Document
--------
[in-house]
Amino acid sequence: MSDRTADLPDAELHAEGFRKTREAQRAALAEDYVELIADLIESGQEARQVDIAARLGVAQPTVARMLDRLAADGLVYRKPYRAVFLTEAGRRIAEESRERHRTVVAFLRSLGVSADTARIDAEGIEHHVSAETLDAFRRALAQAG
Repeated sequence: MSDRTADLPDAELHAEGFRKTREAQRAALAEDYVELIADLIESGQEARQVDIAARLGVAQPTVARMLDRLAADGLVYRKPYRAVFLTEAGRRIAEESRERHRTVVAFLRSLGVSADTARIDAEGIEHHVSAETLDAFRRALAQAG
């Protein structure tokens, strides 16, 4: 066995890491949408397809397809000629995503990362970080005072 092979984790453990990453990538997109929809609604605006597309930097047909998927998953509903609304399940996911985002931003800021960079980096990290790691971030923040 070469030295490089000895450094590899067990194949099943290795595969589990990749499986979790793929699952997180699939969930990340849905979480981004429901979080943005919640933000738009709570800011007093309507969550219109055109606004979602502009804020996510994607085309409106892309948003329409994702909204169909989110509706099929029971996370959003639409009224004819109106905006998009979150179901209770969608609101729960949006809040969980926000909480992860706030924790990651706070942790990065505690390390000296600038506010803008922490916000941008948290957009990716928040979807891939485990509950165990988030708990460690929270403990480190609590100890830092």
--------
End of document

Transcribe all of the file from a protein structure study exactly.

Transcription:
[in-house]
Amino acid sequence: MSDRTADLPDAELHAEGFRKTREAQRAALAEDYVELIADLIESGQEARQVDIAARLGVAQPTVARMLDRLAADGLVYRKPYRAVFLTEAGRRIAEESRERHRTVVAFLRSLGVSADTARIDAEGIEHHVSAETLDAFRRALAQAG
Repeated sequence: MSDRTADLPDAELHAEGFRKTREAQRAALAEDYVELIADLIESGQEARQVDIAARLGVAQPTVARMLDRLAADGLVYRKPYRAVFLTEAGRRIAEESRERHRTVVAFLRSLGVSADTARIDAEGIEHHVSAETLDAFRRALAQAG
């Protein structure tokens, strides 16, 4: 066995890491949408397809397809000629995503990362970080005072 092979984790453990990453990538997109929809609604605006597309930097047909998927998953509903609304399940996911985002931003800021960079980096990290790691971030923040 070469030295490089000895450094590899067990194949099943290795595969589990990749499986979790793929699952997180699939969930990340849905979480981004429901979080943005919640933000738009709570800011007093309507969550219109055109606004979602502009804020996510994607085309409106892309948003329409994702909204169909989110509706099929029971996370959003639409009224004819109106905006998009979150179901209770969608609101729960949006809040969980926000909480992860706030924790990651706070942790990065505690390390000296600038506010803008922490916000941008948290957009990716928040979807891939485990509950165990988030708990460690929270403990480190609590100890830092």